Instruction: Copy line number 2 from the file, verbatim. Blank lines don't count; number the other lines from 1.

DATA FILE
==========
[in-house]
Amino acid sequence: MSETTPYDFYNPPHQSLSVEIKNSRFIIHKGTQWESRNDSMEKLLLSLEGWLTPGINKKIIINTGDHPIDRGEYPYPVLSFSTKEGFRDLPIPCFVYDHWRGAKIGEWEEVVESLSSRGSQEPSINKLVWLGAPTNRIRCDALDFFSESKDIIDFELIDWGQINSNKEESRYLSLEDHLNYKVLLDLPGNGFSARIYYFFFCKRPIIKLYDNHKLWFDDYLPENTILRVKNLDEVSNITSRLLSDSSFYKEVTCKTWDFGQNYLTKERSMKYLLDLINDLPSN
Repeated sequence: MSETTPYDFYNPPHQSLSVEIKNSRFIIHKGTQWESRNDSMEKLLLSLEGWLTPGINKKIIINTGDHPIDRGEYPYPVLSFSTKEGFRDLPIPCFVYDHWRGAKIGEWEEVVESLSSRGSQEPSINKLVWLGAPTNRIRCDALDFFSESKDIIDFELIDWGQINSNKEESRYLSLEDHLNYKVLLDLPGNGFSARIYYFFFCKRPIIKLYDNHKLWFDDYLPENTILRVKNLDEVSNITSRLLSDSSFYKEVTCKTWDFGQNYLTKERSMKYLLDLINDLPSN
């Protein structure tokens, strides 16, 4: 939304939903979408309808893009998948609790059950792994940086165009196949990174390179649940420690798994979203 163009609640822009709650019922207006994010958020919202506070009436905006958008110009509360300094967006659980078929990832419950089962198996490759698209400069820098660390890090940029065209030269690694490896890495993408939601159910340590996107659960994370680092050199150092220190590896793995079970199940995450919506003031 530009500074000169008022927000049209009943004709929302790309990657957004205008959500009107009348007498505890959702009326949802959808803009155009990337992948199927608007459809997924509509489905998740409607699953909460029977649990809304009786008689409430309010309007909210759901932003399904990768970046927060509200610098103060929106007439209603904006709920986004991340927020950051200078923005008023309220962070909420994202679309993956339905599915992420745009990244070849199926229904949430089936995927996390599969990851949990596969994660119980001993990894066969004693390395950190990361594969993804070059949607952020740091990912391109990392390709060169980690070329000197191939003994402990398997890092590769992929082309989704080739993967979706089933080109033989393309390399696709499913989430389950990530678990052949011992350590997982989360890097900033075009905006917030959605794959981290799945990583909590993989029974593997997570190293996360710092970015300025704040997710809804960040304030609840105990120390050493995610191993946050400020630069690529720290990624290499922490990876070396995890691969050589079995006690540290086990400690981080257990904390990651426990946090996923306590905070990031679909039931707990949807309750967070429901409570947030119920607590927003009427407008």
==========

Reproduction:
Amino acid sequence: MSETTPYDFYNPPHQSLSVEIKNSRFIIHKGTQWESRNDSMEKLLLSLEGWLTPGINKKIIINTGDHPIDRGEYPYPVLSFSTKEGFRDLPIPCFVYDHWRGAKIGEWEEVVESLSSRGSQEPSINKLVWLGAPTNRIRCDALDFFSESKDIIDFELIDWGQINSNKEESRYLSLEDHLNYKVLLDLPGNGFSARIYYFFFCKRPIIKLYDNHKLWFDDYLPENTILRVKNLDEVSNITSRLLSDSSFYKEVTCKTWDFGQNYLTKERSMKYLLDLINDLPSN